There have been many bombers, but “going postal” is a phrase which began due to several infamous USPS shootings, sparking discussion about workplace violence. It spawned books and a violent video game, Postal. While the Unabomber case was a significant tech-related case involving three deaths and 25 injuries, a more deadly incident in Edmond, Oklahoma was chilling: when postal clerk Pat Sherrill, about to be fired, turned his rage on co-workers, killing 14 and wounding five more. Within a decade 11 rampages at post offices ensued. Why? The monotony of the job, the relentlessly by-the-numbers demands of management, and mental illness. (Employee screening is lax: former military are given preference, regardless of their unresolved issues on battlefields.) People can “snap.” As for Ted Kaczynski, he is a Harvard educated mathematician now in supermax prison in Colorado. Unlike OJ Simpson, he will never walk free. His manifesto, which he preferred to call an “article,” discusses technology as the enemy of freedom, and he has things to say about AI, too.
Apparently, he was friends with Timothy McVeigh of the Oklahoma City bombing, who was also at the prison prior to execution, and had things to say about Osama bin Laden wanting to access technology to pull a power play in a nationalistic sense, something that must be stopped. He also questioned the tendency of the media to produce fake news.
On Oct. 10, 1991, former U.S. postal worker Joseph Harris shot two former co-workers to death at the post office in Ridgewood, New Jersey. The night before, Harris had killed his former supervisor, Carol Ott, with a three-foot samurai sword, and shot her fiance, Cornelius Kasten, in their home. After a four-hour standoff with police at the post office, Harris was arrested. His violent outburst was one of several high-profile attacks by postal workers that resulted in the addition of the phrase “going postal” to the American lexicon.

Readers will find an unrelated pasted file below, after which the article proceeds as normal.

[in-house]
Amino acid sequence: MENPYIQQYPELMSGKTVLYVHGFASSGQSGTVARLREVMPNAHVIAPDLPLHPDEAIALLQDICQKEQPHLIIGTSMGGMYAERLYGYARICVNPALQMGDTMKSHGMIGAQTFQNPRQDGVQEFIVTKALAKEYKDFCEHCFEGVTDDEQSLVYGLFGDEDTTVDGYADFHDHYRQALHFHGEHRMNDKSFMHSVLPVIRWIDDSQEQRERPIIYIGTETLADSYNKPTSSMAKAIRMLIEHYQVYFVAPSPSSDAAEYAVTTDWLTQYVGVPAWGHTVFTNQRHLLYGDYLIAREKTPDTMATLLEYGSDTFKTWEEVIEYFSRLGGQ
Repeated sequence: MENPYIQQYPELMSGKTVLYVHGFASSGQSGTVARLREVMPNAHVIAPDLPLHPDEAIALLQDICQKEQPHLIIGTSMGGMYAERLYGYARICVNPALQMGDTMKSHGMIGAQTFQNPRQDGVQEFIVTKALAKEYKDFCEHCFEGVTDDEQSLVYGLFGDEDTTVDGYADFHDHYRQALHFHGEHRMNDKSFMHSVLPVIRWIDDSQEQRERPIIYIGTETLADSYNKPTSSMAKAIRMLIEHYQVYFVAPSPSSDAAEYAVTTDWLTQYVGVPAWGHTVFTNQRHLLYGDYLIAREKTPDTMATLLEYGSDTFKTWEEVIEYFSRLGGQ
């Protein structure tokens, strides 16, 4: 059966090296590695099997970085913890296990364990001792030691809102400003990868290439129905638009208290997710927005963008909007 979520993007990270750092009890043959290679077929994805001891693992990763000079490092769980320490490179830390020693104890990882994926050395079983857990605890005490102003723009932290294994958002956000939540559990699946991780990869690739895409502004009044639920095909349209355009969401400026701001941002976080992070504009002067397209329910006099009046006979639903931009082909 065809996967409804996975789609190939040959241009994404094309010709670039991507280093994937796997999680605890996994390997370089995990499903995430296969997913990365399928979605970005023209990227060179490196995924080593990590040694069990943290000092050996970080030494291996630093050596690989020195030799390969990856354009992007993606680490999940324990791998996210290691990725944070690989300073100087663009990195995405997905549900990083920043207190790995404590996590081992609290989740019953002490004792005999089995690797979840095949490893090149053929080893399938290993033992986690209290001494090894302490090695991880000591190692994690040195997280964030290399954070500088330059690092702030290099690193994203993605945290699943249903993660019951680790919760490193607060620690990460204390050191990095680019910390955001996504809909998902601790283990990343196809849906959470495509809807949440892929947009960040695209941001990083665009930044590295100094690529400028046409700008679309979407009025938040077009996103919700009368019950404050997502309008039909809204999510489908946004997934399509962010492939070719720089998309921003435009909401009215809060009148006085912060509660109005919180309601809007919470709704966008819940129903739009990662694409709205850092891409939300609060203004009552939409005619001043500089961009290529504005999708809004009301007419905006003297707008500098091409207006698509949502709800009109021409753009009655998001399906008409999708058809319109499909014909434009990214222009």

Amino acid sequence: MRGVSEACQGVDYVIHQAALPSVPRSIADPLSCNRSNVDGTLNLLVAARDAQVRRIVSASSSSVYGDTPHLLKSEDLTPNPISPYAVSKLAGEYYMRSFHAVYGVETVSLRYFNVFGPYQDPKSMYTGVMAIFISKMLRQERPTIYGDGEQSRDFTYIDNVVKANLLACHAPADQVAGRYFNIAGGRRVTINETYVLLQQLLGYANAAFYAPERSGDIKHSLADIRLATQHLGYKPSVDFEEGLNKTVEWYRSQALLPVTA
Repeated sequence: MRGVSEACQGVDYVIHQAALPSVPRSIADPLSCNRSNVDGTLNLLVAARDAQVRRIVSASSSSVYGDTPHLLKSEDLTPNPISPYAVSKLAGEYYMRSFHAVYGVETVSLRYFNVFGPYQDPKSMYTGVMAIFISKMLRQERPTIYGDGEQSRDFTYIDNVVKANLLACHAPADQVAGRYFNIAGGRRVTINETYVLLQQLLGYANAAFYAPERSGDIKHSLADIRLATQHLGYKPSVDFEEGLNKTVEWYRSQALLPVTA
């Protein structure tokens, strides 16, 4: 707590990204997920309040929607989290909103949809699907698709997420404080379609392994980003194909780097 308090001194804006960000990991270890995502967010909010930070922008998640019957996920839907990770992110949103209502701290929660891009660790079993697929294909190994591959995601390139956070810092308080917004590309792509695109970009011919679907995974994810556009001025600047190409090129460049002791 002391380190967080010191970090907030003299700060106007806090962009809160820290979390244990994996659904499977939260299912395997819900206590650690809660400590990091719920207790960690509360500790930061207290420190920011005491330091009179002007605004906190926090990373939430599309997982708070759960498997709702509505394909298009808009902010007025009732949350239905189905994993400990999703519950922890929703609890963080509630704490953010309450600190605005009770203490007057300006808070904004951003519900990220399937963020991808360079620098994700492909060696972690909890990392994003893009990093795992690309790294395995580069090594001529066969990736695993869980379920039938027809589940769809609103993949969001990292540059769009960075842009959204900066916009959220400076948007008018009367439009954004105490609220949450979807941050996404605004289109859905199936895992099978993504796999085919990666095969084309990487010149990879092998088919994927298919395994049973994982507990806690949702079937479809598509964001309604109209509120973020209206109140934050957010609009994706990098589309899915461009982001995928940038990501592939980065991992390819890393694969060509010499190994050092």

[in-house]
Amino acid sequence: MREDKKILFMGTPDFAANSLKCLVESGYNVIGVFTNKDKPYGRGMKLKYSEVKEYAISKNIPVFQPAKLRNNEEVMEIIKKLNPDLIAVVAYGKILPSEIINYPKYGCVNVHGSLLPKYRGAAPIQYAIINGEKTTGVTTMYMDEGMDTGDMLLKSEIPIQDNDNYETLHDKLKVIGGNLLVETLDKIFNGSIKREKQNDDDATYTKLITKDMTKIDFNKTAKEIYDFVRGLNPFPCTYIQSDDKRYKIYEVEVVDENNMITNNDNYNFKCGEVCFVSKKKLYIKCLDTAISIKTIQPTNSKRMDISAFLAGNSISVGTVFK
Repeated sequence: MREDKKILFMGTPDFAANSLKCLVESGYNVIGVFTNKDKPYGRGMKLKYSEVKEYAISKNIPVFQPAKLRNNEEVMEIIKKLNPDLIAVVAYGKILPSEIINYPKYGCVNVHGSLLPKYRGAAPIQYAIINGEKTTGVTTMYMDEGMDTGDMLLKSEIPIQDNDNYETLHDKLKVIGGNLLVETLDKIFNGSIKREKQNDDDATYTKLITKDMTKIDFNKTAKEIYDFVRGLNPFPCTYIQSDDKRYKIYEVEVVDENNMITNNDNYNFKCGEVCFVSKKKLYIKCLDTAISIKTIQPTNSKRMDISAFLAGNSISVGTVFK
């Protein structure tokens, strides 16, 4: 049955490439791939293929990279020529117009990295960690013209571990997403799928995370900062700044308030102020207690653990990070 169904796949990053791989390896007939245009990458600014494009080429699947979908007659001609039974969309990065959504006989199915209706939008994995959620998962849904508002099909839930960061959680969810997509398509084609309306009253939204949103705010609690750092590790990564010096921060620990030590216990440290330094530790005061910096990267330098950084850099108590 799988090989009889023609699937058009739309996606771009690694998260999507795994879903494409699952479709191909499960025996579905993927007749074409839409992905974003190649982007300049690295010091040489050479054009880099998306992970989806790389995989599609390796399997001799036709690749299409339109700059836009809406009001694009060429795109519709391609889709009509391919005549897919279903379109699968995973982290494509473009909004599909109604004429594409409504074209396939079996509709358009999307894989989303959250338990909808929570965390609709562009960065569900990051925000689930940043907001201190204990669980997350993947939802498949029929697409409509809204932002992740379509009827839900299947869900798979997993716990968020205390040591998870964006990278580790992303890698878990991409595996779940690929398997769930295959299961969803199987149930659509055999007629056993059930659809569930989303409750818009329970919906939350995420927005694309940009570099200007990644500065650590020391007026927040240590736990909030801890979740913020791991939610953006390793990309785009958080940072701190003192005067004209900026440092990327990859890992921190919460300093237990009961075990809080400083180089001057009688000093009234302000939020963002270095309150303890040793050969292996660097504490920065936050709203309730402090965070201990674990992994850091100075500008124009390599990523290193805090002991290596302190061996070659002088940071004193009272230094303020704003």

Harris, who was born in prison and had a lifetime of psychiatric problems, was fired from his job in April 1990. Harboring a grudge against his ex-employer, he began to stockpile automatic weapons, grenades, and ninja swords. Two years later, he learned that he had lost as much as $10,000 by investing it with broker Roy Edwards. Dressed in a black ninja costume, Harris entered Edwards’ Montville, New Jersey,home and handcuffed the family. After sexually assaulting Edwards’ wife and two daughters, he shot Edwards to death. Since hundreds of investors had lost money while dealing with Edwards, police never even considered Harris a suspect in his death until after the mass slaying on October 10.
Arguing that he was insane, Harris’ lawyers said that he had told psychiatrists that he was driven by the “ninja spirit” to commit the crimes. In 1992, Harris was convicted of both the Montville and Ridgewood attacks and was sent to death row. But in September 1996, two days before a New Jersey State Supreme Court battle to overturn its death-penalty law was to start, he died of natural causes.